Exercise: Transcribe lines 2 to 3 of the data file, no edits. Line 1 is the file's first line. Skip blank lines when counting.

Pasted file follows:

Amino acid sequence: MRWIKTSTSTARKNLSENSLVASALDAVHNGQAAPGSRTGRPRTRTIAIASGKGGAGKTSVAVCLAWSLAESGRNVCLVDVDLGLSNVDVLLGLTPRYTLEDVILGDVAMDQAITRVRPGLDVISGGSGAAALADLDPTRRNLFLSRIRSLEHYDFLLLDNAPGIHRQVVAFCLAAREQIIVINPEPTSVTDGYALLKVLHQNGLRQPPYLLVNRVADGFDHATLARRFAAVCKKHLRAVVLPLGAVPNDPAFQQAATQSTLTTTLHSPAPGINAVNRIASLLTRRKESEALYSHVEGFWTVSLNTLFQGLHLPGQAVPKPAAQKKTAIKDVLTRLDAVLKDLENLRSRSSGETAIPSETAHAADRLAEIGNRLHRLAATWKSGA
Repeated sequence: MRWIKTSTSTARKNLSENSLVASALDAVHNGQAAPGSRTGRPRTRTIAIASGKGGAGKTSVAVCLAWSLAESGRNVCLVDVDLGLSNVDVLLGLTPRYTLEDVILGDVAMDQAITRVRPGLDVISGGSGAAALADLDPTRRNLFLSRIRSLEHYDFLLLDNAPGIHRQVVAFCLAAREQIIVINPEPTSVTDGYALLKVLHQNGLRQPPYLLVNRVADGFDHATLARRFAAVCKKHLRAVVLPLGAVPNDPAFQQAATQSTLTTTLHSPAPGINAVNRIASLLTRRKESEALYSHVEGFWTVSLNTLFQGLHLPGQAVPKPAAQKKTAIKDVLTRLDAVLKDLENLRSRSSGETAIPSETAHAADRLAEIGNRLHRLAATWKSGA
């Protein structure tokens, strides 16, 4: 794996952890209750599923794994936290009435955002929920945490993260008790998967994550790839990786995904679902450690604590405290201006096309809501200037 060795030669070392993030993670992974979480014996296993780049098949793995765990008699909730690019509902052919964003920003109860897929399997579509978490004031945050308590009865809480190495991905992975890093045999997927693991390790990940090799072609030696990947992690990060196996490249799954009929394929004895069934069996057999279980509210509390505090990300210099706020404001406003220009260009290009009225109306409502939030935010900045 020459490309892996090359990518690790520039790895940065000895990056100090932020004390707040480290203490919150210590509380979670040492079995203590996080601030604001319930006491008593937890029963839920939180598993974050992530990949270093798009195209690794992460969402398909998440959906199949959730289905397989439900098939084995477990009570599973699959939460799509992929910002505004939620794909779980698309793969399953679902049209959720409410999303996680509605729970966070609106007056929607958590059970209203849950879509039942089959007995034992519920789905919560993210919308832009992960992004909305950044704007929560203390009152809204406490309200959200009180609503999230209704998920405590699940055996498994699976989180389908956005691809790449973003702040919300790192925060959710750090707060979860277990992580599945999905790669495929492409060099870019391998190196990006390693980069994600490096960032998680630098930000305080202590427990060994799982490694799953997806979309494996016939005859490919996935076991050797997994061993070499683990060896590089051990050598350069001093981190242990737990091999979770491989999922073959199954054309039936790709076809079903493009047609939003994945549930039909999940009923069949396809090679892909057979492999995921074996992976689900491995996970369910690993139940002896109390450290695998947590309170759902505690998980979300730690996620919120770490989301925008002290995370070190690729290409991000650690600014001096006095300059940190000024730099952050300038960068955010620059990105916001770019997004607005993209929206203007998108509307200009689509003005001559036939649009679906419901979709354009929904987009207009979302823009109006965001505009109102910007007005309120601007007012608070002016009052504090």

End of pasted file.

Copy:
Repeated sequence: MRWIKTSTSTARKNLSENSLVASALDAVHNGQAAPGSRTGRPRTRTIAIASGKGGAGKTSVAVCLAWSLAESGRNVCLVDVDLGLSNVDVLLGLTPRYTLEDVILGDVAMDQAITRVRPGLDVISGGSGAAALADLDPTRRNLFLSRIRSLEHYDFLLLDNAPGIHRQVVAFCLAAREQIIVINPEPTSVTDGYALLKVLHQNGLRQPPYLLVNRVADGFDHATLARRFAAVCKKHLRAVVLPLGAVPNDPAFQQAATQSTLTTTLHSPAPGINAVNRIASLLTRRKESEALYSHVEGFWTVSLNTLFQGLHLPGQAVPKPAAQKKTAIKDVLTRLDAVLKDLENLRSRSSGETAIPSETAHAADRLAEIGNRLHRLAATWKSGA
């Protein structure tokens, strides 16, 4: 794996952890209750599923794994936290009435955002929920945490993260008790998967994550790839990786995904679902450690604590405290201006096309809501200037 060795030669070392993030993670992974979480014996296993780049098949793995765990008699909730690019509902052919964003920003109860897929399997579509978490004031945050308590009865809480190495991905992975890093045999997927693991390790990940090799072609030696990947992690990060196996490249799954009929394929004895069934069996057999279980509210509390505090990300210099706020404001406003220009260009290009009225109306409502939030935010900045 020459490309892996090359990518690790520039790895940065000895990056100090932020004390707040480290203490919150210590509380979670040492079995203590996080601030604001319930006491008593937890029963839920939180598993974050992530990949270093798009195209690794992460969402398909998440959906199949959730289905397989439900098939084995477990009570599973699959939460799509992929910002505004939620794909779980698309793969399953679902049209959720409410999303996680509605729970966070609106007056929607958590059970209203849950879509039942089959007995034992519920789905919560993210919308832009992960992004909305950044704007929560203390009152809204406490309200959200009180609503999230209704998920405590699940055996498994699976989180389908956005691809790449973003702040919300790192925060959710750090707060979860277990992580599945999905790669495929492409060099870019391998190196990006390693980069994600490096960032998680630098930000305080202590427990060994799982490694799953997806979309494996016939005859490919996935076991050797997994061993070499683990060896590089051990050598350069001093981190242990737990091999979770491989999922073959199954054309039936790709076809079903493009047609939003994945549930039909999940009923069949396809090679892909057979492999995921074996992976689900491995996970369910690993139940002896109390450290695998947590309170759902505690998980979300730690996620919120770490989301925008002290995370070190690729290409991000650690600014001096006095300059940190000024730099952050300038960068955010620059990105916001770019997004607005993209929206203007998108509307200009689509003005001559036939649009679906419901979709354009929904987009207009979302823009109006965001505009109102910007007005309120601007007012608070002016009052504090």